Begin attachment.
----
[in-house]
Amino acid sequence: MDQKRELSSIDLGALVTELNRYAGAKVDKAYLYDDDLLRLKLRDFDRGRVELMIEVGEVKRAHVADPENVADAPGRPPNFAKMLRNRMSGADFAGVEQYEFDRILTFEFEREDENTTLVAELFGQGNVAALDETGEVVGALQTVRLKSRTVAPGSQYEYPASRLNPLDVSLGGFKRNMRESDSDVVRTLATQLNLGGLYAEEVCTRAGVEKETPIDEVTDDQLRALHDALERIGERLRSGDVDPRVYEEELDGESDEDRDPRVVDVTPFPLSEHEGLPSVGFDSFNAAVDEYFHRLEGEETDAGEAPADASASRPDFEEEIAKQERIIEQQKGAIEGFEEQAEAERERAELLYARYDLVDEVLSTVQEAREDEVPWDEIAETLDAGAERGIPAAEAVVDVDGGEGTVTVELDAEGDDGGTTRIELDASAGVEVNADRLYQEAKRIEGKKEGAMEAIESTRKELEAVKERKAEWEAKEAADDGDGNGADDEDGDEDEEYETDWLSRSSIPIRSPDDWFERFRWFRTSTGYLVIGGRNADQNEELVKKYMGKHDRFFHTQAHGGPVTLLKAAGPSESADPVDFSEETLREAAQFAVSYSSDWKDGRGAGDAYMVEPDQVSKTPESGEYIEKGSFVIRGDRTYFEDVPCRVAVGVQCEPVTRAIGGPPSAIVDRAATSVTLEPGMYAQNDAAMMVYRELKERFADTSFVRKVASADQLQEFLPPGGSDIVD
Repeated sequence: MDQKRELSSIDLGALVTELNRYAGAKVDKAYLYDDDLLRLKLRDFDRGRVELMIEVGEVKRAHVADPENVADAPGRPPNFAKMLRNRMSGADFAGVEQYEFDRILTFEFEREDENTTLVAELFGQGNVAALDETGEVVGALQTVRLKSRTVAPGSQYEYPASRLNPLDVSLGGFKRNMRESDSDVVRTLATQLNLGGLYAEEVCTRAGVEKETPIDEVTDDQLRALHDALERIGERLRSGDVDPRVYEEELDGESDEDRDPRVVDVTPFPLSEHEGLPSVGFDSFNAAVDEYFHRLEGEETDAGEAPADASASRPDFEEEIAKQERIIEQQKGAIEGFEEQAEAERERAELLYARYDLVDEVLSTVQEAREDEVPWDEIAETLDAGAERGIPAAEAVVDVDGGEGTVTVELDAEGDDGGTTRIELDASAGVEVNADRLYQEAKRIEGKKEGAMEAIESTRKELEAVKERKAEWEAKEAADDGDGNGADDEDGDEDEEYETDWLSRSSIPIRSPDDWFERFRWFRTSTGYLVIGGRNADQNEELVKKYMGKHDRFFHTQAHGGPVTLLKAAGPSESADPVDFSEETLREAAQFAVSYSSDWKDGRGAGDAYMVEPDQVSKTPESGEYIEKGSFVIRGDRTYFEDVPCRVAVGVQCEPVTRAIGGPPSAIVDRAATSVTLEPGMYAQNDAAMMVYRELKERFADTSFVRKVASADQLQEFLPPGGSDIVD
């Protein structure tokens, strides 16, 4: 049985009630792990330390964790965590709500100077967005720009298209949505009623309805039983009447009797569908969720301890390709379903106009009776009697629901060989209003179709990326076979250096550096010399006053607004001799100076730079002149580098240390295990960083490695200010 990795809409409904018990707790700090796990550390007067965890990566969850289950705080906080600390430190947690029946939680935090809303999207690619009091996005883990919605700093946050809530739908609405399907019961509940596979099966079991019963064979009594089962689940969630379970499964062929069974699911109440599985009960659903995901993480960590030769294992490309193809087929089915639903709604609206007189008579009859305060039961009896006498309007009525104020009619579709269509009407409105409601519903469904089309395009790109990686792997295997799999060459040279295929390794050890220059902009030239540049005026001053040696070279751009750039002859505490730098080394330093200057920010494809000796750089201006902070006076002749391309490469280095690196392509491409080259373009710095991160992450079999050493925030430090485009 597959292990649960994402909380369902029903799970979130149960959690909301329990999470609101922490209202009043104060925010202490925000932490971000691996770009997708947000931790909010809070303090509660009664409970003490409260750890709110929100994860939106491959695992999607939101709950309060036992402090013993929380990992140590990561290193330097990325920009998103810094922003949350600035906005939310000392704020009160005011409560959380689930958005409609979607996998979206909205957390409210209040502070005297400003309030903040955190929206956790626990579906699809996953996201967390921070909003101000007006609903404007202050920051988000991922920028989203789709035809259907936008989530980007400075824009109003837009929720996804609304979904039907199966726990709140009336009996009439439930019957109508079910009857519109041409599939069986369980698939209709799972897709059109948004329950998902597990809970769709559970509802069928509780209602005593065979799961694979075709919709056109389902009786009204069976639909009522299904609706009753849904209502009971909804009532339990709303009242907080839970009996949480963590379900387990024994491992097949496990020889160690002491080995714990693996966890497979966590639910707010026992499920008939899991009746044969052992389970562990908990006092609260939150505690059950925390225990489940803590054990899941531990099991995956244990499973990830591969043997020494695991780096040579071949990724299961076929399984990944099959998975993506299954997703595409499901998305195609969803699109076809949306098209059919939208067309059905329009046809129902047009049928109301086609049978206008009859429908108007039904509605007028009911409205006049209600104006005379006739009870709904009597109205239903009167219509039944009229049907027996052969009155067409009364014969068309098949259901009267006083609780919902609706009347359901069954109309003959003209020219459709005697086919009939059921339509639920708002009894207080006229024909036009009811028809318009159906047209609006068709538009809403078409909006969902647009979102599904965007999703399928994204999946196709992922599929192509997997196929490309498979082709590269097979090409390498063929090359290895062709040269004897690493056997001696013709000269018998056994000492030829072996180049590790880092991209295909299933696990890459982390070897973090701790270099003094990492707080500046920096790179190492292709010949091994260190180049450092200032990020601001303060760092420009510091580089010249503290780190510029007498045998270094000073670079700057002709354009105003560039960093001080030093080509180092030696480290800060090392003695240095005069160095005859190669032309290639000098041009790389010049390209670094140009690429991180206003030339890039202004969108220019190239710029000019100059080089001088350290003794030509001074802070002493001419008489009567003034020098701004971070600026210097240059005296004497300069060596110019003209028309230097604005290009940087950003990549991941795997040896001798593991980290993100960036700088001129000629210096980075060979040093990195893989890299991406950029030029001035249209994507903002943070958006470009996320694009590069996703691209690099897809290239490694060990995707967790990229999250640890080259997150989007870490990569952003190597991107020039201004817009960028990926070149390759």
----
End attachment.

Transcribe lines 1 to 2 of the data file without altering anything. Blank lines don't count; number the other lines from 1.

[in-house]
Amino acid sequence: MDQKRELSSIDLGALVTELNRYAGAKVDKAYLYDDDLLRLKLRDFDRGRVELMIEVGEVKRAHVADPENVADAPGRPPNFAKMLRNRMSGADFAGVEQYEFDRILTFEFEREDENTTLVAELFGQGNVAALDETGEVVGALQTVRLKSRTVAPGSQYEYPASRLNPLDVSLGGFKRNMRESDSDVVRTLATQLNLGGLYAEEVCTRAGVEKETPIDEVTDDQLRALHDALERIGERLRSGDVDPRVYEEELDGESDEDRDPRVVDVTPFPLSEHEGLPSVGFDSFNAAVDEYFHRLEGEETDAGEAPADASASRPDFEEEIAKQERIIEQQKGAIEGFEEQAEAERERAELLYARYDLVDEVLSTVQEAREDEVPWDEIAETLDAGAERGIPAAEAVVDVDGGEGTVTVELDAEGDDGGTTRIELDASAGVEVNADRLYQEAKRIEGKKEGAMEAIESTRKELEAVKERKAEWEAKEAADDGDGNGADDEDGDEDEEYETDWLSRSSIPIRSPDDWFERFRWFRTSTGYLVIGGRNADQNEELVKKYMGKHDRFFHTQAHGGPVTLLKAAGPSESADPVDFSEETLREAAQFAVSYSSDWKDGRGAGDAYMVEPDQVSKTPESGEYIEKGSFVIRGDRTYFEDVPCRVAVGVQCEPVTRAIGGPPSAIVDRAATSVTLEPGMYAQNDAAMMVYRELKERFADTSFVRKVASADQLQEFLPPGGSDIVD